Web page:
By Michael H. Kew
For the Oregon Beer Growler
Might as well hit the ground drinking.
After weeks in the tropics enslaved to Bud Light, I am desperate for some fresh Oregon IPA. Luckily, I know Scott Saulsbury.
I grab my bag and eagerly hail a taxi for the 3-mile ride from Rogue Valley International-Medford Airport to RAM, Southern Oregon’s newest brewpub. There I find the smiling Saulsbury, 49, lording over RAM’s shiny 10-barrel JV Northwest system.
Immediately he hands me a pint of tasty Table Rock NWIPA, his first seasonal recipe for the new 7,245-square-foot building that hosts a busy restaurant, a large multi-televisioned bar and Saulsbury’s brewhouse. Open since December 2016, the Medford site is Oregon’s fourth RAM, the chain that launched near Seattle in 1971. There are 30 other RAMs across Washington, Idaho, Illinois, Indiana and Ohio.
Naturally, RAM’s newest brewmaster is thrilled with his gig.
“Many of the regular Southern Oregon Brewing drinkers are coming to RAM,” he says. “They sort of followed me here. It’s really surprising and great. Been nice seeing the familiar faces. And they want some of the SOB beers to resurface here as specialties, so I’d like to do some knock-offs of what I was making over there.”
Over there is the once-popular Medford taproom fed by SOB’s 20-barrel brewhouse where, until a year ago, Saulsbury made popular flagships. With the property’s owner Tom Hammond, a Medford anesthesiologist, Saulsbury had helped start SOB in 2007, after working in real estate for a few years. SOB’s sales were steady through 2012, then dropped 10 percent annually until 2015, when Hammond chose to sell.
“We don’t have the resources to compete in today’s beer market,” Hammond told Medford’s Mail Tribune last September. “The idea of scaling back to be just a local brewery was not a possibility. Being in a smaller market made us very dependent on distribution to other parts of the state and region … we were never able to establish and maintain a big enough part of our local market to be stable in the long-term.”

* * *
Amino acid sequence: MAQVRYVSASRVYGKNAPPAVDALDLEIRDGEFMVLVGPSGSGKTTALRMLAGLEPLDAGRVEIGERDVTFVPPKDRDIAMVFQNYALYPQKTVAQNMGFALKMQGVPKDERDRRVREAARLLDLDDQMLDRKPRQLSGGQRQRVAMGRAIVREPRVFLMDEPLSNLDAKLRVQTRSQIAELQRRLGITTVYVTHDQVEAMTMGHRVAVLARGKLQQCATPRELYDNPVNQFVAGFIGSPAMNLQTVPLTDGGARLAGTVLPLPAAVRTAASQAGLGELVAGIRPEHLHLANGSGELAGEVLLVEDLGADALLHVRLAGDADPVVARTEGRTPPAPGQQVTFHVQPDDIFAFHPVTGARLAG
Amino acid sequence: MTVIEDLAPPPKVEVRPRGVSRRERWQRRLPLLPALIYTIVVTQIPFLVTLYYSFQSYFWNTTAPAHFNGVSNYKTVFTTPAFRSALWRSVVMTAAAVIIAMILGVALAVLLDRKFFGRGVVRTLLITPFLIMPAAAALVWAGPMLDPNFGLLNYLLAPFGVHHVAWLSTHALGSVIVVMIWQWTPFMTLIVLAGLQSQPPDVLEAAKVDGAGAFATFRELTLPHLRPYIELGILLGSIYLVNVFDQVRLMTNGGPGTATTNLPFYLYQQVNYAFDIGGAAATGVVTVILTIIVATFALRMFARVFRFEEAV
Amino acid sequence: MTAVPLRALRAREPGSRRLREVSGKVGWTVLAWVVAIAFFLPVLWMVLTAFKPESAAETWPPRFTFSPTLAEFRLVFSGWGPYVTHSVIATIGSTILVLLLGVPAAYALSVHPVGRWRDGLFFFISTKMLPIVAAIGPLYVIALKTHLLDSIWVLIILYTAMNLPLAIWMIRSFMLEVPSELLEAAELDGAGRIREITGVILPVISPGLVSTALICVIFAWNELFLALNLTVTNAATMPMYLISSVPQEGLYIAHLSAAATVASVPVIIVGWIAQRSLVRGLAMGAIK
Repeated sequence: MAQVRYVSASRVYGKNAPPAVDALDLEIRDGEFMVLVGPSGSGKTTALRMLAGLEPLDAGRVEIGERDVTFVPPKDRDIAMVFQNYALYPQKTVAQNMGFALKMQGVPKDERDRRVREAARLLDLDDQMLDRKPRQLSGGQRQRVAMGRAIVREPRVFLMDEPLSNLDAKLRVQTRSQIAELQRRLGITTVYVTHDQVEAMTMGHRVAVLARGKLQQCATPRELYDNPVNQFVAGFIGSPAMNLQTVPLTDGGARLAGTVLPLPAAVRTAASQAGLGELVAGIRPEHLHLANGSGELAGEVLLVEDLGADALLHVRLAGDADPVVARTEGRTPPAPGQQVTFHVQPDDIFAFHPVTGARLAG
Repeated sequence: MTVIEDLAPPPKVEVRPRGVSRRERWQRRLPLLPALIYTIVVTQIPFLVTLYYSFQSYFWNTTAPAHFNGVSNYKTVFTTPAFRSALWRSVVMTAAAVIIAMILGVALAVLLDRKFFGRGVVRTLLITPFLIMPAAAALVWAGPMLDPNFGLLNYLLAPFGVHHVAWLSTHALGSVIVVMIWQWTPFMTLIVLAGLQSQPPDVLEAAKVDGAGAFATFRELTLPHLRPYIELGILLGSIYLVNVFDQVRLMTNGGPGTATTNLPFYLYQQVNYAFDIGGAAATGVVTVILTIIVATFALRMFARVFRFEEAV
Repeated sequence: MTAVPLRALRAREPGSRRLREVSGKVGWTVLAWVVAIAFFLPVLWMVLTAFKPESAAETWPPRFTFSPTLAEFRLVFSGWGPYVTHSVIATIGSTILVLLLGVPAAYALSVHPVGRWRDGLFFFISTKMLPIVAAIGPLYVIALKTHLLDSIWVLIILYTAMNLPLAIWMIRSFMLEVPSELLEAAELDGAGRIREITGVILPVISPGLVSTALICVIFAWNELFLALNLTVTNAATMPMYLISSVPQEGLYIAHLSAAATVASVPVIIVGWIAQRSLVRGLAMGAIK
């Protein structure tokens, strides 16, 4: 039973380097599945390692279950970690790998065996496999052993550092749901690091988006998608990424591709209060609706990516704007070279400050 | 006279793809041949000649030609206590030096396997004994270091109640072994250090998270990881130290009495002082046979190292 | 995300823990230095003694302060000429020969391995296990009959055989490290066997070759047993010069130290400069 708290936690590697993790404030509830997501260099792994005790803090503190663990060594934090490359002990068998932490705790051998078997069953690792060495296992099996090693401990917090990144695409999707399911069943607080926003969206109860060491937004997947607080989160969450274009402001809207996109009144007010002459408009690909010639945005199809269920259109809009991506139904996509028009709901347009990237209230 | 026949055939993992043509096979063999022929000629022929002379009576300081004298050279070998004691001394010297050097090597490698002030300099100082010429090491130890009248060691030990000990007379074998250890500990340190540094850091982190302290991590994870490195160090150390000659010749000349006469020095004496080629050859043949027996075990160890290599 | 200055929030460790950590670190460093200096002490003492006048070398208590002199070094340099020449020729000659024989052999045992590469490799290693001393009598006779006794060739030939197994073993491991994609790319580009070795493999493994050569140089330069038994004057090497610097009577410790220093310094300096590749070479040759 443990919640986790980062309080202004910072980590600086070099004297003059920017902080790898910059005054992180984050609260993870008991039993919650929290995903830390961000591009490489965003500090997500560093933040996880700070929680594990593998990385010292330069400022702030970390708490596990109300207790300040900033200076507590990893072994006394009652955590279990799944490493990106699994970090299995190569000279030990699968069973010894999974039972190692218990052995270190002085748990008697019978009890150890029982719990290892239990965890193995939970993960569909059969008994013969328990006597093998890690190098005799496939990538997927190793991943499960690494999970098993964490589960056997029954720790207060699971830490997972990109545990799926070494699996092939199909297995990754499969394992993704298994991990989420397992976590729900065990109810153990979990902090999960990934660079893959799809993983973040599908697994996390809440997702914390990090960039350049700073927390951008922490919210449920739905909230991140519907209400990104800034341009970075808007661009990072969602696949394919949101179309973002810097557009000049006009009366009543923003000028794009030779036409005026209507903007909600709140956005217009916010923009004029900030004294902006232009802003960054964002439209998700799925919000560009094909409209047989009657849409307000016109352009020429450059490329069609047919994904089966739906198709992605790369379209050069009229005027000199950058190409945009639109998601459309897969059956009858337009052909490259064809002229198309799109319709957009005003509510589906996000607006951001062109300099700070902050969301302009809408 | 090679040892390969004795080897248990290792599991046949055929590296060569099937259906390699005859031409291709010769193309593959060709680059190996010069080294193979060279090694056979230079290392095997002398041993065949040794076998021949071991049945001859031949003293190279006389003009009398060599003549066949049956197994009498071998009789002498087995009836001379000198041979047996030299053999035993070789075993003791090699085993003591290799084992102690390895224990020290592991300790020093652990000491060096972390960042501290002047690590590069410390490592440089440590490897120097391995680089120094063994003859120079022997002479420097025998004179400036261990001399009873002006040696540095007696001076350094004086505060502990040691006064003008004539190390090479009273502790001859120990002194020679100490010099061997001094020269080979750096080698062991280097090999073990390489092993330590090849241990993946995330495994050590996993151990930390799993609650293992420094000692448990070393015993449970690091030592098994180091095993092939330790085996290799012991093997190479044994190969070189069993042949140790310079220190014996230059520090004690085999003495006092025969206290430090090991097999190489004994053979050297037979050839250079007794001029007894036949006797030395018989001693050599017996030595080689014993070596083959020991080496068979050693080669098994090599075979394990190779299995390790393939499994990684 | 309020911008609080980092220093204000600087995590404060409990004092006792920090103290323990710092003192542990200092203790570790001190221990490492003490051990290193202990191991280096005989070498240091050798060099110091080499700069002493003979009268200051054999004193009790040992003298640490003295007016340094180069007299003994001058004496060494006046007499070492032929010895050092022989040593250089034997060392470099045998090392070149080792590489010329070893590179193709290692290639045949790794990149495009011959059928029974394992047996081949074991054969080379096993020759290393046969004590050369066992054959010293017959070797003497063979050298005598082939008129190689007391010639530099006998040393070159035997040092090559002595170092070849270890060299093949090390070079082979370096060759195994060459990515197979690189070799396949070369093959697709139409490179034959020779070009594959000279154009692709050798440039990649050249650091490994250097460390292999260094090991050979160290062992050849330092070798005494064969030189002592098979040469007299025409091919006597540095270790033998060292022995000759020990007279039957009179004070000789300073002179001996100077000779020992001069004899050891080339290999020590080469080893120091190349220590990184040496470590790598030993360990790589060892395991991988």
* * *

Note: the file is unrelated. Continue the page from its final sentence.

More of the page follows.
“Tom hung on as long as he could,” Saulsbury tells me. “He loved it and wanted to keep it going and it got to a point where there wasn’t a way forward without a lot of capital. The business model working today is more of this heavy-on-the-retail/growler fills, because shelf space is so jam-packed. A good model for SOB would’ve been — if there was money — to own two or three retail outlets where they just serve SOB beer. More SOB beer sold over SOB taps, less through distributors, because you’re just not making money after they take their sales percentage.”
SOB poured its last pint the night of Sept. 30, 2016. The business remains for sale, turnkey and intact.
“I show it to prospective buyers all the time,” Saulsbury says. “It’ll be interesting to see what happens. It’s a beautiful brewery.”
Last summer, after brewing his last SOB batch, Saulsbury worked for O.A.R.S., a major outdoor outfitter and tour guide offering multi-day whitewater trips through the pine-forested canyons of the lower Rogue, from Galice to Foster Bar, the river’s official Wild and Scenic section.
“It was epic. I had a great six-month period exercising and being outdoors. If I could afford to, I would retire today and be a dirtbag river guide,” he says with a laugh.
The job stemmed from the company’s craft-beer rafting trips. “I’d gone on some of those,” he says, “being the beer guy with the jockey box.”